You’ll want to cut out something you do and your friend will say “Don’t do that. That’s the very thing that makes you so endearing/compelling/creative.”
And at other times you’ll say “I think that was pretty good” and your friend will say “Look man, I love you, but that’s got to go.”
You are the worst judge of what you do best. And you’re the worst judge of what you do worst. So pull in an honest friend.
You will be tempted to skip this exercise because it’s so painful.
Make yourself watch yourself. Why? Because everybody else has to.
4. Work ahead
Life is busy, and chances are communicating is something you do in addition to everything else you do.
Preparing for your next talk is also likely the last thing anyone every asks you to do.
They’ll ask you to have lunch, schedule a meeting, pick your brain or go play golf. But they’ll never ask you to work harder on your next talk.
Which is why you need to schedule time in to work on your talk.
And—better yet—work far ahead on it.
I tend to work 1-3 months ahead on my talks. Why?
Because writing a talk is like preparing a stew. The longer it has to simmer, the better it is.
The longer you live with an idea, the more deeply you will own it.
And when you own your ideas, when they live in you, you’ll be a far better speaker.
So work ahead on your next talk.
Your talk will be so much better than the last Saturday night scramble.
Want more, I share some other communicator secrets in this post on how I work ahead.
5. Preach less content more often
For those of us who preach in a local church, this can be challenging, but you should do what you can to preach less content more often.
Let me explain.
There was a day when a preacher used to preach up to 150 messages a year—creating a fresh sermon for Sunday morning, Sunday night and Wednesday night.
The challenge of course, is that it’s almost impossible to create 150 highly impactful messages in 52 weeks.
In communicating, quantity and quality compete.
One of the current (and welcome) trends in ministry is for preachers to preach less often. With Wednesday night and Sunday night services either disappearing or being shared among a communication team, preachers are preaching less often, which as I outlined in this post on church trends for 2016, is generally a good trend.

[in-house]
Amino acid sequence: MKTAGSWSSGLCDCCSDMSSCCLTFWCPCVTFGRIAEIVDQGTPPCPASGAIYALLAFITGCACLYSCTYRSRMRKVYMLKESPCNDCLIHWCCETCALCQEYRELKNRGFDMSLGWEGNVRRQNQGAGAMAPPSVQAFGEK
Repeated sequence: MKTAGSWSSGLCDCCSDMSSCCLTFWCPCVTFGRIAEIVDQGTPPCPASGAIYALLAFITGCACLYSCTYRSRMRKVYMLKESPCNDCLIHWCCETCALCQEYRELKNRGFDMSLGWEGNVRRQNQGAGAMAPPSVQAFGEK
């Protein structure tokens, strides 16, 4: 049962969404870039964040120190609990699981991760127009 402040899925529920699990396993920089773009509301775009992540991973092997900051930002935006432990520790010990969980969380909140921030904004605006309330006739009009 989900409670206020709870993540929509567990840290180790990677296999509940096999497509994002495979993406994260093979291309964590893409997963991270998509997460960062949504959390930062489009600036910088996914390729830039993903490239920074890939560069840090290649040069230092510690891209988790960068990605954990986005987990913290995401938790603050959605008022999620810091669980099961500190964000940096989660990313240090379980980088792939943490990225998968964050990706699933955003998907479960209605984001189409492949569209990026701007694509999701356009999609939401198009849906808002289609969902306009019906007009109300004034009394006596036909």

Preaching fewer messages translates into preaching better messages for most communicators.
But take it one step further. Preach the same message more than once in multiple venues.
I do that from time to time as a conference speaker. I will re-use ideas and even complete talks and give them in different places.
What does that do? It allows me to polish my talks better.
When you repeat a talk in a fresh venue at a different time, it helps you understand (even better) what worked, what didn’t, and why.
As a result, you grow.
Don’t speak at conferences?
Just take one of your recent messages and see if you can guest preach it at another church. Or present the ideas at a local community group.
Basically, the next time you are asked to speak somewhere, don’t write a new talk. Bring an old talk, polish it and see what you learn.
You’ll learn a ton.
Then take the principles you learned and apply them to writing your next talk.
What About You?
If you want more, you can try the Preaching Rocket free trial for 7 days. Even if you’re a communicator who never ‘preaches,’ I think you’ll get better.
In the meantime, I’d love to learn from you.
What makes you better when you plateau?
Scroll down and leave a comment!